Where does Homer come from? And why does Homer matter? His epic poems of war and suffering can still speak to us of the role of destiny in life, of cruelty, of humanity and its frailty, but why they do is a mystery. How can we be so intimate with something so distant?
Homer’s Iliad and Odyssey and Virgil’s Aeneid are three of the most important—and influential—works of Western classical literature. Although they differ in subject matter and authorship, these epic poems share a common purpose: to tell the “deeds both of men and of the gods.” Written in an accessible style and ideally suited for classroom use, Communication, Love, and Death in Homer and Virgil offers a unique comparative analysis of these classic works. As author Stephen Ridd explains, the common themes of communication, love, and death respond to “deeply ingrained human needs” and are therefore of perennial interest. Presenting select passages from the original Greek and Latin texts—translated here into modern English—Ridd explores in detail how the characters within the poems communicate on these subjects with one another as well as with the reader. Individual chapters focus on subjects such as the traditions of singing and storytelling, relationships between sons and mothers, the role of Helen of Troy and her ties to the men in her life, and communication with the dead. Throughout his analysis, Ridd treats the three poems on an equal basis, revealing similarities and differences in their handling of prevalent themes. By introducing readers to a new way of reading these abiding classics, Communication, Love, and Death in Homer and Virgil enhances our appreciation of the imaginative world of ancient Greek and Roman epic poetry.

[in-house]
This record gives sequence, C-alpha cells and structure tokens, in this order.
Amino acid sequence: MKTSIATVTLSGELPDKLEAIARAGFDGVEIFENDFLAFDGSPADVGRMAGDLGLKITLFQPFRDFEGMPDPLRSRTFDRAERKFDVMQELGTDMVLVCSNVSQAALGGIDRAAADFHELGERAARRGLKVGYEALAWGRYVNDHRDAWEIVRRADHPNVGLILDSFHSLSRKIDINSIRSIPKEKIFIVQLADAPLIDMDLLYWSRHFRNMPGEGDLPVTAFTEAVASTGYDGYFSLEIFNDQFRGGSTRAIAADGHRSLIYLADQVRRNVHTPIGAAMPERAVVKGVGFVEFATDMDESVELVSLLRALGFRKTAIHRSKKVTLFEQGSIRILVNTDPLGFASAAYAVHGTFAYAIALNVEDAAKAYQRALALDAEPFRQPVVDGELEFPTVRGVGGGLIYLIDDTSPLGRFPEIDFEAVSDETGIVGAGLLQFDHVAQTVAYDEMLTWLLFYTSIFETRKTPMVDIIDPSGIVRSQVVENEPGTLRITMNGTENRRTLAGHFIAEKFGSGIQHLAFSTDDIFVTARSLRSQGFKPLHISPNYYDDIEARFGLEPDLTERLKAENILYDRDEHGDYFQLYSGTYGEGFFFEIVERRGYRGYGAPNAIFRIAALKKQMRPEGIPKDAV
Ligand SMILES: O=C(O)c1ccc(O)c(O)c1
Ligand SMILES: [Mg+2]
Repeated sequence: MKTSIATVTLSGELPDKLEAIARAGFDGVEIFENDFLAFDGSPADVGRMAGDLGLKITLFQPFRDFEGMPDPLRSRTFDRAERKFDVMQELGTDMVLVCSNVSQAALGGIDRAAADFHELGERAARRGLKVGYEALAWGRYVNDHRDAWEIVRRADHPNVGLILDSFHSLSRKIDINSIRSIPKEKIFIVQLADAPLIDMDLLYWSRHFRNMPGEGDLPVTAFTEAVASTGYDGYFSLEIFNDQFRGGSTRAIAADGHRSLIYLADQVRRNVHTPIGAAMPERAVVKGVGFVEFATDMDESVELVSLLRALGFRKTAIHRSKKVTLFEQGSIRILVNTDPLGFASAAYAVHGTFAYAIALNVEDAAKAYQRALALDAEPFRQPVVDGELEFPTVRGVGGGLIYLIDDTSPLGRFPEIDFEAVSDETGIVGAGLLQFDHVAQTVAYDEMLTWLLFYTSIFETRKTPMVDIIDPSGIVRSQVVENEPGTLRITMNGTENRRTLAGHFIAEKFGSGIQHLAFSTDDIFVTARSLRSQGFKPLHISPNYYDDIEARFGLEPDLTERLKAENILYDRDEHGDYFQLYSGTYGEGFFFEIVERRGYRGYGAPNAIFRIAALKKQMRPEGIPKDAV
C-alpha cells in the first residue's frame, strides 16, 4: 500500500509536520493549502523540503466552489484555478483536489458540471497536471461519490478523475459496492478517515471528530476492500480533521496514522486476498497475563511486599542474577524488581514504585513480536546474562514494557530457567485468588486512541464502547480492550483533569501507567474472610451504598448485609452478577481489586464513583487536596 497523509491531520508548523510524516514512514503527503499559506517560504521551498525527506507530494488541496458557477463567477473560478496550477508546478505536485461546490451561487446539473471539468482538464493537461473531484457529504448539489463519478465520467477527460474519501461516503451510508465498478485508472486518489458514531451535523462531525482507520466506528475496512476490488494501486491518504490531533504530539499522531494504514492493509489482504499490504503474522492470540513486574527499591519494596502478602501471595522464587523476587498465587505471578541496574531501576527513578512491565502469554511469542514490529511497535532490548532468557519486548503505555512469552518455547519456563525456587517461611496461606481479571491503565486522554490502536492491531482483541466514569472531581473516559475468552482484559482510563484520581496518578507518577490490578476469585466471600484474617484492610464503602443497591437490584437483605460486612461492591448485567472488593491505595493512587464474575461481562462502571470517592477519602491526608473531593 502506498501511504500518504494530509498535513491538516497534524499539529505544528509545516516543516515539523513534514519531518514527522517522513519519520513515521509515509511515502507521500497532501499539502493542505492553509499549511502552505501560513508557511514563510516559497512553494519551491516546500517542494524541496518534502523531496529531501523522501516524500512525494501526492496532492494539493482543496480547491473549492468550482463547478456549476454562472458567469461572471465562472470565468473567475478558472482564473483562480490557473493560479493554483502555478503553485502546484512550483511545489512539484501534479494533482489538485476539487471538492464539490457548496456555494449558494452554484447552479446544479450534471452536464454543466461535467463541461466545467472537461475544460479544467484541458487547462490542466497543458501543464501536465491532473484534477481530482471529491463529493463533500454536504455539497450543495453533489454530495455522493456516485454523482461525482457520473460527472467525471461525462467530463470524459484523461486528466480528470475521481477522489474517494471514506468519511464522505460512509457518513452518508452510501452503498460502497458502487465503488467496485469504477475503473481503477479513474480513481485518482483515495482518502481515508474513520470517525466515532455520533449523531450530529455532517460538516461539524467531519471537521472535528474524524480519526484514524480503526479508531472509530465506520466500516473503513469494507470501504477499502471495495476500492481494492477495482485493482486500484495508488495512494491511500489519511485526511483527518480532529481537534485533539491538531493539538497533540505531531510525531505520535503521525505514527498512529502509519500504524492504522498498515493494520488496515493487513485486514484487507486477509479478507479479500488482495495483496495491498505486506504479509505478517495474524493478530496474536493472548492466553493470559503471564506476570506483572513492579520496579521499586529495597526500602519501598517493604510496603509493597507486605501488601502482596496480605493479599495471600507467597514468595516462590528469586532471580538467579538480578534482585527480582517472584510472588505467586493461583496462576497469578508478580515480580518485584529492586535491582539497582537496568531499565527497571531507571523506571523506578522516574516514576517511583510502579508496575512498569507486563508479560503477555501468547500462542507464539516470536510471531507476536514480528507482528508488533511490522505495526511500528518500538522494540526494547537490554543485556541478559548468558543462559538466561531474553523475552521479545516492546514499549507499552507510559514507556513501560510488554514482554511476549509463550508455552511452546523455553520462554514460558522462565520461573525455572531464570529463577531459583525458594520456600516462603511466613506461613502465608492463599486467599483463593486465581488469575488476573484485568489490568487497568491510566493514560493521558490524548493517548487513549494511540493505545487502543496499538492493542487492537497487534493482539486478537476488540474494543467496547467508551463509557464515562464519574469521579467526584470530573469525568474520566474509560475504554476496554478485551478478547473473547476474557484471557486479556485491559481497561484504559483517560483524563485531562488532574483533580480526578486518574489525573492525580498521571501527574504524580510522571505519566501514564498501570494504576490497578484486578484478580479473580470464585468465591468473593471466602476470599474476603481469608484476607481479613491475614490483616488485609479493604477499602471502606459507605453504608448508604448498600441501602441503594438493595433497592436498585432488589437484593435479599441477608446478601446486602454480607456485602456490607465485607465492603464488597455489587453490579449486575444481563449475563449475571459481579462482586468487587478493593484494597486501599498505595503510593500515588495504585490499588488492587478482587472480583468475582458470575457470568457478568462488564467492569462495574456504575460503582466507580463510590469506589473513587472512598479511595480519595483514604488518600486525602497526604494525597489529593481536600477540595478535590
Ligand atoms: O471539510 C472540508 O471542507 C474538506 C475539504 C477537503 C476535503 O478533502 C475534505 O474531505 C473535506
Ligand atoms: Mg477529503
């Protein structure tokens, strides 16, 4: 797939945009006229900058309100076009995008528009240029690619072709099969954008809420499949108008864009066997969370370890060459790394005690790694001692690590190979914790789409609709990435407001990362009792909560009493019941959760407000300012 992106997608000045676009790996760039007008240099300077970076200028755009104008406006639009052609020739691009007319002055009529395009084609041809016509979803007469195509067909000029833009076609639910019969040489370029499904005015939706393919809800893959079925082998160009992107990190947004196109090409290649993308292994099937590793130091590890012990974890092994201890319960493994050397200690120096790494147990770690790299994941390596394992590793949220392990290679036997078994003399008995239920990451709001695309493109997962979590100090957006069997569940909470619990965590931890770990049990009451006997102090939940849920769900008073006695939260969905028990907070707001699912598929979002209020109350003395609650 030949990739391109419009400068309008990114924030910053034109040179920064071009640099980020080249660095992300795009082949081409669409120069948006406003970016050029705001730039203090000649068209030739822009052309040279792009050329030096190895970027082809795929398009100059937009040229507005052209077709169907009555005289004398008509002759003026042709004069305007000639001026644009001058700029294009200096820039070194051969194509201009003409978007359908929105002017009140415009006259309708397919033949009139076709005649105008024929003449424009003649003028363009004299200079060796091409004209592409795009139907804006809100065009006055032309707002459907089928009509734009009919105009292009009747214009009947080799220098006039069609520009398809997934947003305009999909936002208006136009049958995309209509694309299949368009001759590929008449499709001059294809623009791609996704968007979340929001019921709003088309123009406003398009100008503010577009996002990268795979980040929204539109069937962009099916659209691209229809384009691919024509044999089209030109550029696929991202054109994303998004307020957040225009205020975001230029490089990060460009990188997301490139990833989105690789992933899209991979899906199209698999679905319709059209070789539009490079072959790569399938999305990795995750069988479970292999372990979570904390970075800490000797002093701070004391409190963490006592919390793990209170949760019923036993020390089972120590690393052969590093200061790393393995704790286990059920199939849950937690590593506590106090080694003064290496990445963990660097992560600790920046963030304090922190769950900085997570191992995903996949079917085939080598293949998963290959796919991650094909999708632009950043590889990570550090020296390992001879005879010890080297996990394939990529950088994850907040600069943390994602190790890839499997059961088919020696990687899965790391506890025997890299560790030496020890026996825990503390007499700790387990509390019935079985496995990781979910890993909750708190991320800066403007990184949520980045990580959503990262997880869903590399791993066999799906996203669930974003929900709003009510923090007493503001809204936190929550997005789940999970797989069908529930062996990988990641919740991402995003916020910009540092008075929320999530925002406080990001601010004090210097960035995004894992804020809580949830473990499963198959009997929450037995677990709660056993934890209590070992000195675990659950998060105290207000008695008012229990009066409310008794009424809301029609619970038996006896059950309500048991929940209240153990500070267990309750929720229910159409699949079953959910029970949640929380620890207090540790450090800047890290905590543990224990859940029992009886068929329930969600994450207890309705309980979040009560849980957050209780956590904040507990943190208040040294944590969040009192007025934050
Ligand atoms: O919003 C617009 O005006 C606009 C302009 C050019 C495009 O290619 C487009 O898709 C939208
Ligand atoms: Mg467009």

High on Olympus, Zeus and the assembled deities look down on the world of men, to the city of Troy where a bitter and bloody war has dragged into its tenth year, and a quarrel rages between a legendary warrior and his commander. Greek ships decay, men languish, exhausted, and behind the walls of Troy a desperate people await the next turn of fate. This is the Iliad: an ancient story of enduring power; magnetic characters defined by stirring and momentous speeches; a panorama of human lives locked in a heroic struggle beneath a mischievous or indifferent heaven. Above all, this is a tale of the devastation, waste and pity of war. Caroline Alexander's virtuoso translation captures the rhythms and energy of Homer's original Greek while making the text as accessible as possible to a modern reader, accompanied by extensive extra material to provide a background to the poem. The result of three thousand years of story-telling, Homer’s epic tale of the fall of Troy has resonated with every age and every human conflict: this is the Iliad at its most electrifying and vital.
For statesmen, friendship is the lingua franca of politics. Considering the connections between personal and political friendship, John von Heyking’s The Form of Politics interprets the texts of Plato and Aristotle and emphasizes the role that friendship has in enduring philosophical and contemporary political contexts. Beginning with a discussion on virtue-friendship, described by Aristotle and Plato as an agreement on what qualifies as the pursuit of good, The Form of Politics demonstrates that virtue and political friendship form a paradoxical relationship in which political friendships need to be nourished by virtue-friendships that transcend the moral and intellectual horizons of the political society. Von Heyking then examines Aristotle’s ethical and political writings – which are set within the boundaries of political life – and Plato’s dialogues on friendship in Lysis and the Laws, which characterize political friendship as festivity. Ultimately, arguing that friendship is the high point of a virtuous political life, von Heyking presents a fresh interpretation of Aristotle and Plato’s political thought, and a new take on the most essential goals in politics. Inviting reassessment of the relationship between friendship and politics by returning to the origins of Western philosophy, The Form of Politics is a lucid work on the foundations of political cooperation.